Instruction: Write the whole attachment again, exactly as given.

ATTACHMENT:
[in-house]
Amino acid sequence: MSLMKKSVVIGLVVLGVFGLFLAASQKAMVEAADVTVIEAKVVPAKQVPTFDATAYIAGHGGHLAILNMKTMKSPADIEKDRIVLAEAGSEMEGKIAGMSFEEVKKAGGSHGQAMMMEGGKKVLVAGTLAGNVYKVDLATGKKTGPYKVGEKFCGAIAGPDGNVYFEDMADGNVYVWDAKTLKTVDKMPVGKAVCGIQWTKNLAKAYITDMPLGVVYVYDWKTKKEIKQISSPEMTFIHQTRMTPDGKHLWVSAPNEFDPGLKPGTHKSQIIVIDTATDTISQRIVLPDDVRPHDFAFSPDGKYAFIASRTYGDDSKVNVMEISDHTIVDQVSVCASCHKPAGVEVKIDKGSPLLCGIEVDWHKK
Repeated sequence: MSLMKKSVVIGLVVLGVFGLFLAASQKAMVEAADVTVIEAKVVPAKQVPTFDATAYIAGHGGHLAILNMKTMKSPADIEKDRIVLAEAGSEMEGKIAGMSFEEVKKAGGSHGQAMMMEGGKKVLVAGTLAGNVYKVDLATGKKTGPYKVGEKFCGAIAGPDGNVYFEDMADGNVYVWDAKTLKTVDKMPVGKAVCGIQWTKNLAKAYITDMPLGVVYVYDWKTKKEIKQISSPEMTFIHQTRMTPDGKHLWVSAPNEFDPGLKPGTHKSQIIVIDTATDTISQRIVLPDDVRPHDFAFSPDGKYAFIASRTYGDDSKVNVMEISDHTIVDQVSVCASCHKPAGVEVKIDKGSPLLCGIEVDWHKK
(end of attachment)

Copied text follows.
[in-house]
Amino acid sequence: MSLMKKSVVIGLVVLGVFGLFLAASQKAMVEAADVTVIEAKVVPAKQVPTFDATAYIAGHGGHLAILNMKTMKSPADIEKDRIVLAEAGSEMEGKIAGMSFEEVKKAGGSHGQAMMMEGGKKVLVAGTLAGNVYKVDLATGKKTGPYKVGEKFCGAIAGPDGNVYFEDMADGNVYVWDAKTLKTVDKMPVGKAVCGIQWTKNLAKAYITDMPLGVVYVYDWKTKKEIKQISSPEMTFIHQTRMTPDGKHLWVSAPNEFDPGLKPGTHKSQIIVIDTATDTISQRIVLPDDVRPHDFAFSPDGKYAFIASRTYGDDSKVNVMEISDHTIVDQVSVCASCHKPAGVEVKIDKGSPLLCGIEVDWHKK
Repeated sequence: MSLMKKSVVIGLVVLGVFGLFLAASQKAMVEAADVTVIEAKVVPAKQVPTFDATAYIAGHGGHLAILNMKTMKSPADIEKDRIVLAEAGSEMEGKIAGMSFEEVKKAGGSHGQAMMMEGGKKVLVAGTLAGNVYKVDLATGKKTGPYKVGEKFCGAIAGPDGNVYFEDMADGNVYVWDAKTLKTVDKMPVGKAVCGIQWTKNLAKAYITDMPLGVVYVYDWKTKKEIKQISSPEMTFIHQTRMTPDGKHLWVSAPNEFDPGLKPGTHKSQIIVIDTATDTISQRIVLPDDVRPHDFAFSPDGKYAFIASRTYGDDSKVNVMEISDHTIVDQVSVCASCHKPAGVEVKIDKGSPLLCGIEVDWHKK